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Coronavirus (COVID-19) in the United Kingdom (UK) - Statistics & Facts

The novel coronavirus (COVID-19) was first detected in the city of Wuhan, China at the end of December 2019, and presently over 513 million cases have been reported across the world. The disease is caused by the severe acute respiratory syndrome coronavirus 2 (SARS-COV-2). COVID-19, on the most part, induces flu-like symptoms in the person who catches the disease, while in critical cases the virus can develop into severe pneumonia. The virus has been responsible for over 6.2 million deaths worldwide. The outbreak was officially declared a pandemic in March 2020 by the World Health Organization (WHO).

Current situation

On January 31, 2020, the first two COVID-19 cases in the United Kingdom (UK) were confirmed in a facility in Newcastle upon Tyne in the Northeast of England, after two members of the same family became unwell in York. The number of cases in the UK first rose significantly in March 2020, but the largest increase was seen in winter 2021/22. The UK is currently the third-worst affected country in terms of cases in Europe. The South East of England is the most severely affected region of the UK, followed by London and then the North West. There have so far been over 175 thousand deaths due to coronavirus in the UK, and the UK has the highest number of coronavirus deaths in western Europe. In late-November, the Omicron variant was discovered and recorded in the United Kingdom. This variant caused concern among experts due to increased transmission of the virus, however the variant may produce milder symptoms especially among people who are fully vaccinated.

The UK vaccination campaign

On December 2, 2020, the UK became the first country in the world to approve the Pfizer/BioNTech coronavirus vaccine. The American-German cooperation was found to have a 95 percent efficacy in clinical trials, and the UK ordered 40 million doses of the vaccine in November 2020. The immunization rollout commenced on December 8, 2020, with the first eligible patients being inoculated amid great media interest. The first to receive the vaccine were care home residents, individuals aged over 80, and frontline health and social care workers; before being rolled out to the rest of the population. As of April 27, 2022 approximately 53.2 million people in the UK had received the first dose of a COVID-19 vaccination. In winter 2021, booster vaccinations were given out to increase the protection provided by the first two doses and to try combat rising case numbers in the run-up to Christmas. Over 39.2 million people in the UK had received a booster vaccine by April 27, 2022.

Criticism over government’s handling of crisis in the first wave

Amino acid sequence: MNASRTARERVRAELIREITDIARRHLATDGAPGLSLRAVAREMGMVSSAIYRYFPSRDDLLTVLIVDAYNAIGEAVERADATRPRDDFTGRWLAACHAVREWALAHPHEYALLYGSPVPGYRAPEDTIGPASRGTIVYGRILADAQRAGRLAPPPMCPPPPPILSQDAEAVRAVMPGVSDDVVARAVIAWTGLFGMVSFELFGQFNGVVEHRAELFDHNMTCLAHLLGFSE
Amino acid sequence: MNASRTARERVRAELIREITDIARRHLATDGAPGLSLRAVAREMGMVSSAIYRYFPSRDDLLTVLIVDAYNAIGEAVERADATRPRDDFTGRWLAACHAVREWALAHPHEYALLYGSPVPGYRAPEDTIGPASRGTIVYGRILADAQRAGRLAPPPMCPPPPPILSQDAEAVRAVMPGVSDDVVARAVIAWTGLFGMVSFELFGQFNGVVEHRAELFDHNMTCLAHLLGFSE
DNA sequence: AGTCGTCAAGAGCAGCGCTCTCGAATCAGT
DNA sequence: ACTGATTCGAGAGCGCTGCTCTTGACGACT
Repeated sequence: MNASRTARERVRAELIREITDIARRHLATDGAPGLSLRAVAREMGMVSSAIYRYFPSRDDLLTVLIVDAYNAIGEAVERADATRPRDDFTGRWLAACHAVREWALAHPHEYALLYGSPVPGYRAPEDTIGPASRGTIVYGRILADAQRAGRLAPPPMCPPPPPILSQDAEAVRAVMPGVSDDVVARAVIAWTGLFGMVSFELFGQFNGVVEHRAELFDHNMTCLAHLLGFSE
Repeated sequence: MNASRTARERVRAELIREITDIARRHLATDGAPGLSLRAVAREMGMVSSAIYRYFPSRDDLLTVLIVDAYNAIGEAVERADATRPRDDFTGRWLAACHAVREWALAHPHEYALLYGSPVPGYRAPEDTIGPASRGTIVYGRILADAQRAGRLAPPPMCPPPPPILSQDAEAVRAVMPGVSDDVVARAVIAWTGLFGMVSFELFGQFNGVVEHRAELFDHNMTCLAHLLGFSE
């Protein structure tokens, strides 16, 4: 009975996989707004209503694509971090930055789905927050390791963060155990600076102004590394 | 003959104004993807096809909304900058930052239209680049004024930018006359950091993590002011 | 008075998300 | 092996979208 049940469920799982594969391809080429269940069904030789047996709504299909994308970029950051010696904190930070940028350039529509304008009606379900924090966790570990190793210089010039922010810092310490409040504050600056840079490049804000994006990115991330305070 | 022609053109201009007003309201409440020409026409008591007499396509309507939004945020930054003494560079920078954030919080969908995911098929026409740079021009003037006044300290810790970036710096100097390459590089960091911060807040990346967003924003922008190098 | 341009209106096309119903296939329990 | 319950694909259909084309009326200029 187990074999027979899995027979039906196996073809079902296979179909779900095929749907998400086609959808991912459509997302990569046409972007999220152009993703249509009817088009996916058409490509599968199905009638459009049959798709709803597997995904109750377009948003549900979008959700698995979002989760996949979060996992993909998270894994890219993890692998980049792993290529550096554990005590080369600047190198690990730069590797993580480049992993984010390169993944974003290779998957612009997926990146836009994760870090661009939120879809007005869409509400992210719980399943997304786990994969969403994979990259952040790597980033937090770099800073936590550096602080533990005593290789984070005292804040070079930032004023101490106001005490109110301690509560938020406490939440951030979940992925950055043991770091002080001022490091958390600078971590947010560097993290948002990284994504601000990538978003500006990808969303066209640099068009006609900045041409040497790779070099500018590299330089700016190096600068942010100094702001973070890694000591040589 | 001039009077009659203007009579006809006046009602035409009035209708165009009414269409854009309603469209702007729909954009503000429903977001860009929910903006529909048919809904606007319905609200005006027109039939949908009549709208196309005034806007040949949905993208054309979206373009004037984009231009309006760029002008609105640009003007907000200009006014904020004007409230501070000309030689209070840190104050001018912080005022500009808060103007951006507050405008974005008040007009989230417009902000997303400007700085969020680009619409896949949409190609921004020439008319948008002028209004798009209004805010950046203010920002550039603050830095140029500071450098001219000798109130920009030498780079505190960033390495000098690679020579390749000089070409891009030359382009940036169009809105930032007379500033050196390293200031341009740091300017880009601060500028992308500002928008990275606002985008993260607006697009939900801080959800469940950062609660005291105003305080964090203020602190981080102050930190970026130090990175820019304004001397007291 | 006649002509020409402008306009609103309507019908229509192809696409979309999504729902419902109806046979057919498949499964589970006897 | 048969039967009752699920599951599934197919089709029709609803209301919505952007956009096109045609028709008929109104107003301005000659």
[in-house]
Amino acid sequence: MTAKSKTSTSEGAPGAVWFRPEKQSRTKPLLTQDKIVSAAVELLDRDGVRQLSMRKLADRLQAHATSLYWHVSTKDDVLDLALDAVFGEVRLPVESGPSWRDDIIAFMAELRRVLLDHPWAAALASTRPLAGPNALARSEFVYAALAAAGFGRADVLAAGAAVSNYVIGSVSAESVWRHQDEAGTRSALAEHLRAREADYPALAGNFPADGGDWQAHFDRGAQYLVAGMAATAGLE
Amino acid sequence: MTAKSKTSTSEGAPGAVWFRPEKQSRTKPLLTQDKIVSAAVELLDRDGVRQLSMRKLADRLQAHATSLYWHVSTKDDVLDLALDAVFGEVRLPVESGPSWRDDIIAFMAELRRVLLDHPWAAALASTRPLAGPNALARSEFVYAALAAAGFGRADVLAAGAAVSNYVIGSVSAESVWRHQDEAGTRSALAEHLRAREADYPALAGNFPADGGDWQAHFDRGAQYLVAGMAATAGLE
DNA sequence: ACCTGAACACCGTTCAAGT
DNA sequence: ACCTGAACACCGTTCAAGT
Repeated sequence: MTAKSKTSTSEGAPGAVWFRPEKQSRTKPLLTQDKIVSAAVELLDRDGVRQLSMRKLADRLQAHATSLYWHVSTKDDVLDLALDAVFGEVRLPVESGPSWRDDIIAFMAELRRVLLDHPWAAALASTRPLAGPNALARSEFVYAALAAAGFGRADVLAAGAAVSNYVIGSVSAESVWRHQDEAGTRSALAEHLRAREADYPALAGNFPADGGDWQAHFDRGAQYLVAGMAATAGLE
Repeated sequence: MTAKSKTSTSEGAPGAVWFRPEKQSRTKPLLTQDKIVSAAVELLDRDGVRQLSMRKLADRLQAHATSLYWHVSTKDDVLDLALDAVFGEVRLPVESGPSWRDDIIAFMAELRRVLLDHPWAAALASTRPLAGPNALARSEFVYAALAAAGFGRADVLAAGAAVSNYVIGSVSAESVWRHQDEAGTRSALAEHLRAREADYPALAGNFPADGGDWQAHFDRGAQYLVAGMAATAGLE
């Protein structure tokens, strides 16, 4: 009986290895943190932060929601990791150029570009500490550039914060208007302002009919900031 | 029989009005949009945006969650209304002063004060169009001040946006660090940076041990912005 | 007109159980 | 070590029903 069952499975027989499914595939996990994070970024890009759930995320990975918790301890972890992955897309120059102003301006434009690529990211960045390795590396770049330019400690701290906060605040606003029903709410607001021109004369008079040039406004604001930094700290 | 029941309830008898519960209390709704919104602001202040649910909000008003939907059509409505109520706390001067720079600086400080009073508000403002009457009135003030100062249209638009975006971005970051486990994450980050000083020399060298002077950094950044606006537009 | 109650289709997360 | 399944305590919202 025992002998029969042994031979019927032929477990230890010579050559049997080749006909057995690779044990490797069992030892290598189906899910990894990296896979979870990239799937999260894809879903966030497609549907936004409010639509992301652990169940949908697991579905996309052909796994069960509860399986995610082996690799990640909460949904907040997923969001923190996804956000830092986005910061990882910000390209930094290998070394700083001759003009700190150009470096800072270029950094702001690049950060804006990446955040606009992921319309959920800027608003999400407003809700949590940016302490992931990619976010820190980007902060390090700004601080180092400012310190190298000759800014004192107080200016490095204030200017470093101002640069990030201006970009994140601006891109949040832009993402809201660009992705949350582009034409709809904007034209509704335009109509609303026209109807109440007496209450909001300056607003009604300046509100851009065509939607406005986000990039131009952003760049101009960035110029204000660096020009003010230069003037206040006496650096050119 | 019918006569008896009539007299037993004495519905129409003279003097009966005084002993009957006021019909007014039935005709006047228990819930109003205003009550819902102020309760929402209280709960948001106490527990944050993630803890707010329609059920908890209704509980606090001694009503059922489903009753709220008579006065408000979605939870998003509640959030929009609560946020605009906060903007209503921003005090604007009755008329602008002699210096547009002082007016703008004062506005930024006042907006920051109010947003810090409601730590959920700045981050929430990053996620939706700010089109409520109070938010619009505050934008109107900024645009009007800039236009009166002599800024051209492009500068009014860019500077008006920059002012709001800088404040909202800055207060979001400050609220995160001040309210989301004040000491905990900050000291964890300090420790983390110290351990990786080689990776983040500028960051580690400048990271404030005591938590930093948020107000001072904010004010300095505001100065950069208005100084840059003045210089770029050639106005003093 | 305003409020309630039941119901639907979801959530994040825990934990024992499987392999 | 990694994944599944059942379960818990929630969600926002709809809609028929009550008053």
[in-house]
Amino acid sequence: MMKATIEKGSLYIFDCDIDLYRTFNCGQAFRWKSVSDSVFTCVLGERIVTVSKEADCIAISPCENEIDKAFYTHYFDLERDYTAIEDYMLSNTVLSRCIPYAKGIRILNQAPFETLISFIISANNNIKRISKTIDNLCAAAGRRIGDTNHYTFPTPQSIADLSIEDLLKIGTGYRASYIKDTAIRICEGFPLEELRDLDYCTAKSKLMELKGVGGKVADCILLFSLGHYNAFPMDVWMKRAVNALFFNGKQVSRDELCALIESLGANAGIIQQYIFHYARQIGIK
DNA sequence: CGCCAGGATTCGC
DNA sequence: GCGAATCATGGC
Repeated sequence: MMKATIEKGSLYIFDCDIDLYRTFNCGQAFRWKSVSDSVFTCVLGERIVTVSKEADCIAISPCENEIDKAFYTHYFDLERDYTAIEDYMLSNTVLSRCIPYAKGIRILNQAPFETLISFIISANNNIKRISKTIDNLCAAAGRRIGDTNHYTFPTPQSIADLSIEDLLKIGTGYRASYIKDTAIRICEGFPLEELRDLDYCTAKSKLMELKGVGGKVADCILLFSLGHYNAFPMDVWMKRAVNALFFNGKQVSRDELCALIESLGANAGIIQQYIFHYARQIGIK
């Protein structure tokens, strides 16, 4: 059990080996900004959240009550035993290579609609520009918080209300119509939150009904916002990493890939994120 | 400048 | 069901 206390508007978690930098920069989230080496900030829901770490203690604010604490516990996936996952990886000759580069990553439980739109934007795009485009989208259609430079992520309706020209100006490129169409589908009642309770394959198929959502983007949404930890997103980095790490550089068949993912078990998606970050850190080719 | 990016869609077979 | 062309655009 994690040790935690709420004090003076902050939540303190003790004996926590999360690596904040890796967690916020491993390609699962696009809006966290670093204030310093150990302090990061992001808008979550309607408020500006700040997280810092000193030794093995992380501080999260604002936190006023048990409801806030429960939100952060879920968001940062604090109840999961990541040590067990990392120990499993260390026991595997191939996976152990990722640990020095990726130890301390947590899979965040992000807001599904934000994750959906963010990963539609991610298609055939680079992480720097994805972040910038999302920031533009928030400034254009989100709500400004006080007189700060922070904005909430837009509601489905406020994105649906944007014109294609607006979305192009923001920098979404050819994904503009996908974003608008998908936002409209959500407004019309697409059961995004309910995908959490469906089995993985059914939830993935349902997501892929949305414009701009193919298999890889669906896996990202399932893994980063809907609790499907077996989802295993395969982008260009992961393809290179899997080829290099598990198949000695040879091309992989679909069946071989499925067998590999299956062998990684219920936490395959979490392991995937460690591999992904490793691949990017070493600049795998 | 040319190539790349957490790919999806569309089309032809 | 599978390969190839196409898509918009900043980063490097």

The low supply of some items of personal protective equipment (PPE) for health workers on the front line made headlines in the UK during the first wave in cases and hospitalizations. In April 2020, a survey of British doctors working in high-risk areas, such as intensive care or emergency departments, found that over 32 percent had experienced shortages of scrubs, and 30 percent reported to be lacking long-sleeved disposable gowns. Furthermore, one tenth of British doctors said they did not feel safely protected from the coronavirus in their place of work. This lack of PPE for medical professionals, and the perceived delays in locking down the country in March 2020 amounted to a low approval rating for the UK government’s coronavirus response. A Statista survey found that Brits were much less satisfied with their government’s response than Germans were with their respective government. Furthermore, the majority of Brits perceived Germany’s handling of the crisis much better than their own country. Although, Brits did believe that the coronavirus situation was managed significantly better in the UK compared to the United States under the Trump administration.

Well-being of Brits through the pandemic

As the pandemic has progressed, there has been a noticeable shift in the number of Brits who are actively practicing better hygiene in an attempt to protect themselves and others from the virus. A significant share was now also avoiding touching objects in public, and the majority of the Brits believe all large sporting events, concerts, and other large gatherings should remain cancelled in the country while the coronavirus remains uncontained. The well-being of the British population has suffered hugely during the pandemic and the dent that the crisis has made on all parts of society, as of November 2020, over half of adults in Great Britain reported their well-being had been adversely affected by COVID-19.

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